For me, Christmas is a time of traditions; food, cakes, decorations, things we do – lots of traditions small and not-so-small. I always liked these traditions, and I find that I enjoy passing them on to my kid. There’something about having the same decoration up, or throwing the same party, or making the same cookies, year after year, that feels good. And it’s fun to see how early kids start to recognize this and enjoy it – even (or maybe in particular?) in a household where few things are “by the book”.
One of the traditions that kicks off the season is the advent calendar. They can be really simple – a piece of decorated cardboard with cut-outs you can open and find a picture ore similar each day, or they can be really elaborate. with wrapped presents, one for each of the days 1-24 December.
This year, ours look like this:
As a kid, I had an advent calendar with presents. Small things – a couple of pens, a few Legos, etc – but the excitement from waking up each day and rushing to see what was there was more about the warm feeling of a present each day than what was actually there. I get the same with my kid, even if our presents are more elaborate than what I had then. The advent calendar has grown to be an important item in her Christmas.
Happily, it’s fun to make, and it’s fun to have the little ceremony of opening presens each morning. In not-so-many-years it will be of no interest to her anymore, so I’m going to enjoy as much as I can while I have the chance. Not that the advent calendars ever goes away entirely if I can help it; I one for my wife, too, but with a present for each of the four Sundays of Advent.
Pebernødder (pepper nuts) is a traditional Danish Christmas cookie. It’s a small, crunchy, light cookie, slightly spicy. Like most things traditional, there’s lots of variation, but they usually involve cinnamon, ginger and pepper. Some like to make them hard (like real nuts), mine are more crispy.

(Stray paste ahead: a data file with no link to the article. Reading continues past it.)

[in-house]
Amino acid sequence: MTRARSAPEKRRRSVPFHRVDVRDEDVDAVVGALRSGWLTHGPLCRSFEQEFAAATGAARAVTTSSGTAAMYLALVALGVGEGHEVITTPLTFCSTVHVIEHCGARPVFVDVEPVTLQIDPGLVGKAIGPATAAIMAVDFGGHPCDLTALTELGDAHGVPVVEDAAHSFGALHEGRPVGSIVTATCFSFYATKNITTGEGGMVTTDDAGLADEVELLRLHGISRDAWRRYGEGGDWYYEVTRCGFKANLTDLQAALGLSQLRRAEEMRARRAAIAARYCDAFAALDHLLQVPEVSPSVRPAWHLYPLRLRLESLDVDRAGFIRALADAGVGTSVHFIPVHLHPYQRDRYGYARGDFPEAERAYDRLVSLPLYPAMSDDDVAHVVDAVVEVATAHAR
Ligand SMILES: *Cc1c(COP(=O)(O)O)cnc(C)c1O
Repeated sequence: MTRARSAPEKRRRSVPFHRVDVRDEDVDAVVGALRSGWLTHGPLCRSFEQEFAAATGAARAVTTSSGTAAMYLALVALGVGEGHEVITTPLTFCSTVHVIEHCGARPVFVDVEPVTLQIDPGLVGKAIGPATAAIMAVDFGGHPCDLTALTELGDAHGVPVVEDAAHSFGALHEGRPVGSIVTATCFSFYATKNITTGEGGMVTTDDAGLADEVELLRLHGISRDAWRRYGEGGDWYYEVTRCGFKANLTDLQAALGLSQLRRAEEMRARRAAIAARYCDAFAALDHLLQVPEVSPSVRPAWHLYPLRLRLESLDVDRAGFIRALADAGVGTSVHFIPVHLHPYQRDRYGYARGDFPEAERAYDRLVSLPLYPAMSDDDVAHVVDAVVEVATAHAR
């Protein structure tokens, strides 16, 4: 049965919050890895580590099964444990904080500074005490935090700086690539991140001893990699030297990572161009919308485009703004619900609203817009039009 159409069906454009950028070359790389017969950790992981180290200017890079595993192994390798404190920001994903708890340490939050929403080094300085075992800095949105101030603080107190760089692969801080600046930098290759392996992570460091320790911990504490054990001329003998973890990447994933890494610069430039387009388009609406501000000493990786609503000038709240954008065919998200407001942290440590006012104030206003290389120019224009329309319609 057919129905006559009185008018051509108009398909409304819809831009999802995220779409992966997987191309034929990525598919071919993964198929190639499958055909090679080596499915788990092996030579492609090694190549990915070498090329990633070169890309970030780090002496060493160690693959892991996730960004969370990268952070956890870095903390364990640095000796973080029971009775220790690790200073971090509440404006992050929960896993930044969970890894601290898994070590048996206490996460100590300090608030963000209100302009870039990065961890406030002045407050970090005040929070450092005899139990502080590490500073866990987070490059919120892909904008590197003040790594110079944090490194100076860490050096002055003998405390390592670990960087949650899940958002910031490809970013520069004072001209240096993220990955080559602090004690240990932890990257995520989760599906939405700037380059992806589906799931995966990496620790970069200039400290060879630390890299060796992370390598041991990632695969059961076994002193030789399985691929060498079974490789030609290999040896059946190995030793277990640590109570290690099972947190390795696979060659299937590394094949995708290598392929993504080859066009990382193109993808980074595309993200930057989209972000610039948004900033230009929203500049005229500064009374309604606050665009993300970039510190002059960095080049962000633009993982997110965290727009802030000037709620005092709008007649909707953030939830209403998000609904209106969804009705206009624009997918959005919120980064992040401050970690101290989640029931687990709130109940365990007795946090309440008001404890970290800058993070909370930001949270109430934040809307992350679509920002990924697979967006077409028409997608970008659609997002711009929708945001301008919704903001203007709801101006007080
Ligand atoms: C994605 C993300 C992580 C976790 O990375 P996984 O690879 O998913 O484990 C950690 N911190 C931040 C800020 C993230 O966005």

In my famlly, pebbernødder is always the first cookie we do. We make a huge batch as the season is getting started, ready for the first seasonal get-together. The batch is made so that pebernødder can be a steady ingredient of family and social life all through December.
(pebernødder piled up for cooling)
Since pebernødder is the first cookie we do for the season, baking them is special. Baking is always fun, and a great way to spend time with kids. Baking Pebernødder involves a lot of simple, repeated tasks, easily done by kids – and the result is quick in coming, and tasty. In Denmark, winter is mostly dark and cold, and so we enjoy cozy, relaxed activities we can do together indoors – “hygge”, we call it. This is probably why we like the xmas season; it’s a chance to do a lot of things we like doing anyway.
Baking pebernødder is traditionally the first xmas thing we do, and it’s certainly fun and relaxed. You get to spend a lot of time together, talking, drinking tea, collaborating. And we get in the mood for all the other traditions coming up for the season. A nice time for the grownups, and kids love it.
(Done: 2 kg pebernødder. Xmas can begin)
(Update: recipe here)